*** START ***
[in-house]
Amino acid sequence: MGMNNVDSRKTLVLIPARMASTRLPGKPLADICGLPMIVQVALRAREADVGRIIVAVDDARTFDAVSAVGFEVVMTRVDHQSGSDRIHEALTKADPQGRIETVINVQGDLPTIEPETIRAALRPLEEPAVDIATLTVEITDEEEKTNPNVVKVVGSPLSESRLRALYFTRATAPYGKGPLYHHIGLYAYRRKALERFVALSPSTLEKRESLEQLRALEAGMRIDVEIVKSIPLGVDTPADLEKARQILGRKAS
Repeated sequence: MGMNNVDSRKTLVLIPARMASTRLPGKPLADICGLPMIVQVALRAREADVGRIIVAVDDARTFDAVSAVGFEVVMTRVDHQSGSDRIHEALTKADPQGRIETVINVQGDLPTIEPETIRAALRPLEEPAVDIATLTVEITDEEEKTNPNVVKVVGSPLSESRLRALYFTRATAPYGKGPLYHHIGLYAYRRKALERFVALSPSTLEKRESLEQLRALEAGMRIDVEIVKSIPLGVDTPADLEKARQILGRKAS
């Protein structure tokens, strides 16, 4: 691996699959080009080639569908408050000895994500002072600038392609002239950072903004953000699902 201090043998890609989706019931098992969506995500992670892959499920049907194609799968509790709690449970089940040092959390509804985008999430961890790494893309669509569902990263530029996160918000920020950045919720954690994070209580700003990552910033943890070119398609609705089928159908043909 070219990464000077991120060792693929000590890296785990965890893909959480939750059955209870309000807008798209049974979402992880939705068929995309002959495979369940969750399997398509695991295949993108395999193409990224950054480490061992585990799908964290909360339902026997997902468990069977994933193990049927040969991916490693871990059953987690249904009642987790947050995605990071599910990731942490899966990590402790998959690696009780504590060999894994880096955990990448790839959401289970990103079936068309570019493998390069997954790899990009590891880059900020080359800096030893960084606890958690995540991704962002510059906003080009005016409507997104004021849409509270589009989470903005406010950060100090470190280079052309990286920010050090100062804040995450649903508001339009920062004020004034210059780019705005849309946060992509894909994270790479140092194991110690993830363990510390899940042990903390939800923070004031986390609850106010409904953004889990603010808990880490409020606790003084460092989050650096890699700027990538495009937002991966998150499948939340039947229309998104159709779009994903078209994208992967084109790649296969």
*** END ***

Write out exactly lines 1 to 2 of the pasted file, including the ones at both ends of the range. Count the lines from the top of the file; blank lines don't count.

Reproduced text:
[in-house]
Amino acid sequence: MGMNNVDSRKTLVLIPARMASTRLPGKPLADICGLPMIVQVALRAREADVGRIIVAVDDARTFDAVSAVGFEVVMTRVDHQSGSDRIHEALTKADPQGRIETVINVQGDLPTIEPETIRAALRPLEEPAVDIATLTVEITDEEEKTNPNVVKVVGSPLSESRLRALYFTRATAPYGKGPLYHHIGLYAYRRKALERFVALSPSTLEKRESLEQLRALEAGMRIDVEIVKSIPLGVDTPADLEKARQILGRKAS